Engagement Economics and Security Assessments

Posted September 29th, 2010 by

Ah yes, I’ve explained this about a hundred times this week (at that thing that I can’t blog about, but @McKeay @MikD and @Sawaba were there so fill in the gaps), thought I should get this down somewhere.

the 3 factors that determine how much money you will make (or lose) in a consulting practice:

  • Bill Rate: how much do you charge your customers.  This is pretty familiar to most folks.
  • Utilization: what percentage of your employees’ time is spent being billable.  The trick here is if you can get them to work 50 hours/week because then they’re at 125% utilization and suspiciously close to “uncompensated overtime”, a concept I’ll maybe explain in the future.
  • Leverage: the ratio of bosses to worker bees.  More experienced people are more expensive to have as employees.  Usually a company loses money on these folks because the bill rate is less than what they are paid.  Conversely, the biggest margin is on work done by junior folks.  A highly leveraged ratio is 1:25, a lowly leveraged ratio is 1:5 or even less.

Site Assessment photo by punkin3.14.

And then we have the security assessments business and security consulting in general.  Let’s face it, security assessments are a commodity market.  What this means is that since most competitors in the assessment space charge the same amount (or at least relatively close to each other), this means some things about the profitability of an assessment engagement:

  • Assuming a Firm Fixed Price for the engagement, the Effective Bill Rate is inversely proportionate to the amount of hours you spend on the project.  IE, $30K/60 hours=$500/hour and 30K/240 hours = $125/hour.  I know this is a shocker, but the less amount of time you spend on an assessment, the bigger your margin but you would also expect the quality to suffer.
  • Highly leveraged engagements let you keep margin but over time the quality suffers.  1:25 is incredibly lousy for quality but awesome for profit.  If you start looking at security assessment teams, they’re usually 1:4 or 1:5 which means that the assessment vendor is getting squeezed on margin.
  • Keeping your people engaged as much as possible gives you that extra bit of margin.  Of course, if they’re spending 100% of their time on the road, they’ll get burned out really quickly.  This is not good for both staff longevity (and subsequent recruiting costs) and for work quality.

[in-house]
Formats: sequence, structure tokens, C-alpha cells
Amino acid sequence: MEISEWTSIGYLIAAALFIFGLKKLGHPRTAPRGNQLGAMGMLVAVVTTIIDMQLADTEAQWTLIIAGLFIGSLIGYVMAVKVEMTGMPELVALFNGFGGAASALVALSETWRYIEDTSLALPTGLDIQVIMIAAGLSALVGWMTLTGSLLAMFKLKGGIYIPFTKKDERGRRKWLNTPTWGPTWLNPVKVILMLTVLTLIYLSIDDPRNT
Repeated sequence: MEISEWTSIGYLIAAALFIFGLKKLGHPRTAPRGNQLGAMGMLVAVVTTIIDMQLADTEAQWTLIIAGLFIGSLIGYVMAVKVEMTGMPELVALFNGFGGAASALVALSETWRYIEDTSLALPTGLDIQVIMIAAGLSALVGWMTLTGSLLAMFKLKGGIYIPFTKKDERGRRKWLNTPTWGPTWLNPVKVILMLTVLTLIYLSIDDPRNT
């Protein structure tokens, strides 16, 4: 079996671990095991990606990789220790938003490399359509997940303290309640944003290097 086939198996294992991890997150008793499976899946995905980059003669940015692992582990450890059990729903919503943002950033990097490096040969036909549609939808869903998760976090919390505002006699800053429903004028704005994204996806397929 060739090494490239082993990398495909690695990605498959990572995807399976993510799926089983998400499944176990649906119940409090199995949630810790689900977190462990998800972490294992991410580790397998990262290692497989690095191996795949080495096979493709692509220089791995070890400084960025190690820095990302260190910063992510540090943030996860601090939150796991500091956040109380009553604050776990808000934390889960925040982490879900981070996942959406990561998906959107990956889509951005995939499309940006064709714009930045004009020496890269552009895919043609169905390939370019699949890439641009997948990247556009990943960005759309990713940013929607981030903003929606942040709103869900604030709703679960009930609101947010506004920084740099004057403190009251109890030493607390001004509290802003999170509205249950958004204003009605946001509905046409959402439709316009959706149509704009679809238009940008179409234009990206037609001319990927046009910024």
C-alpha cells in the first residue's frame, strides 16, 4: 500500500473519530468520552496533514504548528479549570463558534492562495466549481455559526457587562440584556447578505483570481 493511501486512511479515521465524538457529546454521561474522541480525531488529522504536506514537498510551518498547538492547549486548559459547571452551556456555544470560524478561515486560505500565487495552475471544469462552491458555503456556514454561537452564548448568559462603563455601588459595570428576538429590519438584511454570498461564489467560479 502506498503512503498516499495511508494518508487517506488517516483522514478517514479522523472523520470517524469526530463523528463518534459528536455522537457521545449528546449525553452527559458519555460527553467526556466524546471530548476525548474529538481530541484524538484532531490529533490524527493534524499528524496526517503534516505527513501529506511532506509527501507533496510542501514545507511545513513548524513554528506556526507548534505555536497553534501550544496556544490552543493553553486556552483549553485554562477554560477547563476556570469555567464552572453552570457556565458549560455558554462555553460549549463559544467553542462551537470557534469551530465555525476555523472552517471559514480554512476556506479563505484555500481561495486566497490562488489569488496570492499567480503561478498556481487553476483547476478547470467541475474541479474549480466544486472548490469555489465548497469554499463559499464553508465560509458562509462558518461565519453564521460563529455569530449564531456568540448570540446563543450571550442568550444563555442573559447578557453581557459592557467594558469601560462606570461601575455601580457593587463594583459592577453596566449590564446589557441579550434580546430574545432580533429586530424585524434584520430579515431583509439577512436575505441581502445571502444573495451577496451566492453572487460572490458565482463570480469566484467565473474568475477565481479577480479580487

Now for the questions that this raises for me:

  • Is there a 2-tier market where there are ninjas (expensive, high quality) and farmers (commodity prices, OK quality)?
  • How do we keep audit/assessment quality up despite economic pressure?  IE, how do we create the conditions where the ninja business model is viable?
  • Are we putting too much trust in our auditors/assessors for what we can reasonably expect them to perform successfully?
  • How can any information security framework focused solely on audit/assessment survive past 5 years? (5-10 years is the SWAG time on how long it takes a technology to go from “nobody’s done this before” to “we have a tool to automate most of it”)
  • What’s the alternative?

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Posted in Rants, What Doesn't Work | 3 Comments »

3 Responses

  1.  Ben Says:

    Rather than seeking an alternative, maybe we should instead be compensating for the “lowest common denominator” nature of audit/assessment. Yes, there are “ninja” orgs, but they’re often a bit more specialized.

    The two things I’ve seen large audit firms try in optimizing their net is a) reducing personnel costs, and b) automating practices. The former tended to reduce quality, while the latter allowed for at least some evening out of quality, though it wasn’t likely to be all that good.

    In (a) we typically see the cheapest labor possible hired (fresh meat from college – even better if they lack IT skills). Of course, this really means pushing heavily into checklist-based work flows, with little or no adaptability. It’s how we end up with auditors saying “sorry, AES isn’t allowed, but 3DES is” when there’s a typo on their little list.

    In the case of (b) there was at least some hope for improvement in that some tools can do a better job than others. Unfortunately, as we now know, tools still require competent operators, and when you start with (a), then you kind of lose that angle. Oops.

    I think the answer overall, then, is to not rely too heavily on generalist auditors, and to then seek out skilled specialists for truly important assessment work. Now, the question is, how do you write a requirement that would result in this change? I think the failed model would be to require some sort of specialist certification that can then be leveraged into higher rates. Unfortunately, this has broken because the bar has been set to low, making it a field-leveler rather than a differentiator. Back to that old failed mindset…

    Bottom line: We’re not culturally positioned to embrace different approaches. We’re not ready to think differently.

  2.  Tweets that mention Engagement Economics and Security Assessments | The Guerilla CISO -- Topsy.com Says:

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  3.  LonerVamp Says:

    *mumbling as I walk on by*

    What we need is some good ol’ fashioned sacrificial lambs to demonstrate that security has value and skimping with poor auditor quality could kill your business.

    At some point, we can invoke the Jerry Maguire approach of less clients, more personal! 🙂 I imagine that’s where many ninjas will go, eventually.

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